Vincent the villain of the piece deserves a mention as I found him to be a captivating antagonist. His motivations, for the bombings, are never fully explained leaving you to wonder if he is doing it all for revenge or just because he has been driven insane by experiments he suffered during his military days. Whenever he is on screen he grabs your attention as the uneasy calm surrounding him is constantly threatened by his unstable personality. One moment he will sit alone playing solitaire, waxing lyrical about purgatory, and the next moment the peace is shattered when he brutally murders any unfortunate person in the vicinity. He speaks of how his life feels like a dream which harkens back to comments made by Spike, on his own life, during the series. This makes Vincent a good foil for the protagonist. In a manner of speaking they share the same soul, but their confrontations are made all the more interesting by the different way they approach things. Spike lives for the moment and relies of instinct whilst Vincent is more strategic and prefers to plan things ahead. In combat Spike uses graceful martial arts to defend himself unlike Vincent who attacks with strength and brute force.


Cowboy Bebop is one of my favourite anime shows and this movie ends up being one of my favourite anime films. It gets a solid four stars from me, but it cannot quite elevate itself to attaining a perfect score. However much I enjoyed the film I ultimately found myself enjoying some of the episodes from the show over it. I would have liked to have seen the other characters get more attention as the story focuses mainly on Spike. Faye gets taken out of the picture, for while, in the second half of the movie and Jet spends most of his time mopping on the Bebop about how his companions lack team spirit. Ed is only called in to aid the investigation with her computer wizardry when the story demands it, although that’s alright as she is a comic relief character who can get annoying if overexposed. Granted in the series you would get episodes that concentrate on a particular character over the others, but given the ample running time they had I wished they would have shared out the limelight more evenly.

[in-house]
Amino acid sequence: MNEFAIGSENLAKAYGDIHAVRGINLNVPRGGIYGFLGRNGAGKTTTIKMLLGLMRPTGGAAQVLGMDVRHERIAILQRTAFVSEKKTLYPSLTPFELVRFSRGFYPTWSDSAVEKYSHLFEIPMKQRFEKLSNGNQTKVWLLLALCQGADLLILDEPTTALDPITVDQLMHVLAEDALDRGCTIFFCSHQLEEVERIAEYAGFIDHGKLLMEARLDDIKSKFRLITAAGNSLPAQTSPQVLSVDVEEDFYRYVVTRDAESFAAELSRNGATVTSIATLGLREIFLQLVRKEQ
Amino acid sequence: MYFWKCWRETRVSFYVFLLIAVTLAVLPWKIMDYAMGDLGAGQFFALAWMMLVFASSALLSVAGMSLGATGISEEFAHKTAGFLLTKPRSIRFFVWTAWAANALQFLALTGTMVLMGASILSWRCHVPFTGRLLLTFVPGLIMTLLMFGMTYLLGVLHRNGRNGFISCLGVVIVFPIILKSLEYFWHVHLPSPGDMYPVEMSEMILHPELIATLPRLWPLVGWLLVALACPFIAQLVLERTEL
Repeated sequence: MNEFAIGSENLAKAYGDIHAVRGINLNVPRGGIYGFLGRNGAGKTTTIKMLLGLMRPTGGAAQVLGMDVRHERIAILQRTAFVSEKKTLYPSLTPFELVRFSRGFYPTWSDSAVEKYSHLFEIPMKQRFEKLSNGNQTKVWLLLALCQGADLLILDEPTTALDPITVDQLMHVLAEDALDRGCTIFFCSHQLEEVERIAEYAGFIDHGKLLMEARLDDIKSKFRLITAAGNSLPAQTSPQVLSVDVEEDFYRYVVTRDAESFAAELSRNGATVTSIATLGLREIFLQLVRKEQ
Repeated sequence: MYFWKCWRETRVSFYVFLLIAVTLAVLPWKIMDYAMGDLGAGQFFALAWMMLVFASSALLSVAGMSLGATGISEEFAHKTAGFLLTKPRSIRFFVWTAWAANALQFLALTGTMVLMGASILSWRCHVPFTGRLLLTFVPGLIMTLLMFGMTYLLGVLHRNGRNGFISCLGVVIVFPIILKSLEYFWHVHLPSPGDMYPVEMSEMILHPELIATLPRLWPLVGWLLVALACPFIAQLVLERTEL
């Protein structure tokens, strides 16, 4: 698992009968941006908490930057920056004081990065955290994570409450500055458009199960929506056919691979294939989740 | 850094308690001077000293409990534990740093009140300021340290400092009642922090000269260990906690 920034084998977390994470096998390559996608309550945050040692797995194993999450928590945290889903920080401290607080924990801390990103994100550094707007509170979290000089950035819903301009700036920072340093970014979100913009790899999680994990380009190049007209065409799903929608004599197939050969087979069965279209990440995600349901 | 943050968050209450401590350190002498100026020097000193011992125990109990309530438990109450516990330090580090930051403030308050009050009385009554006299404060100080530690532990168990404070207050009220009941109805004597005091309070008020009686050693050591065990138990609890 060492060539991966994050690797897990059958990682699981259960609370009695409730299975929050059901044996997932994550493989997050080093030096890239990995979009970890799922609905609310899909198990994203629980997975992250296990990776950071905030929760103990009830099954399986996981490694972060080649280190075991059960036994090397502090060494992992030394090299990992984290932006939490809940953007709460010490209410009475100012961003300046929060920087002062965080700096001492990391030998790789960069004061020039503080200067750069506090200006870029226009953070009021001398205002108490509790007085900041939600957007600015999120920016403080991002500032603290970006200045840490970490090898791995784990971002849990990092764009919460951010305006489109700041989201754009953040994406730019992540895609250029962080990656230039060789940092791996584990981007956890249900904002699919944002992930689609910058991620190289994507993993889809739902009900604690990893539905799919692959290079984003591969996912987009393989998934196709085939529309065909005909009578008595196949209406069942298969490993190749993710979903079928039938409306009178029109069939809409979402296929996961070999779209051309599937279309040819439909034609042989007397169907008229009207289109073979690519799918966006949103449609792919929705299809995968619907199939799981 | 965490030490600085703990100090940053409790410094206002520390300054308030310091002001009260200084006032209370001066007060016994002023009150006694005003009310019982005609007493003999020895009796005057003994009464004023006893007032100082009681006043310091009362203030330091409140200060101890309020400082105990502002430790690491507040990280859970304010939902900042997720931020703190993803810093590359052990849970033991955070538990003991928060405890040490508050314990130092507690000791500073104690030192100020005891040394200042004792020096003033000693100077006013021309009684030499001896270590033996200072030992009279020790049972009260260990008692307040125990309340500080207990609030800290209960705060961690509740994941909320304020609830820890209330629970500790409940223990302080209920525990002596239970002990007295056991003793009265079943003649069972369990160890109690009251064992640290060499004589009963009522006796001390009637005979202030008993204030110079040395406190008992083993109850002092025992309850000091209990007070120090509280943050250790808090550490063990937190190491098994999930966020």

That complaint aside, I cannot think of any other faults with the piece. The series already looked great and the injection of a bigger budget ramps up the visuals even further. This benefits the gorgeous artwork in the form of greater detail and lifelike fluid animation. Sound wise I have nothing but praise for the soundtrack as well as the English voice cast who did a terrific job. Only the most ardent of anime purists would deny that the dub doesn’t match the quality of the original Japanese audio. If you are a DVD bounty hunter on the trail of entertainment I would advise that you to track down Cowboy Bebop: The Movie. The reward for its capture is close to two hours of excellent animated viewing.

4 thoughts on “Review of Cowboy Bebop: The Movie

  1. have an ongoing debate with a friend that Cowboy Bebop (both series & movie) is all about how you can’t fight the world & that it’s all hopeless in the end. I strongly disagree, thus the debate continues.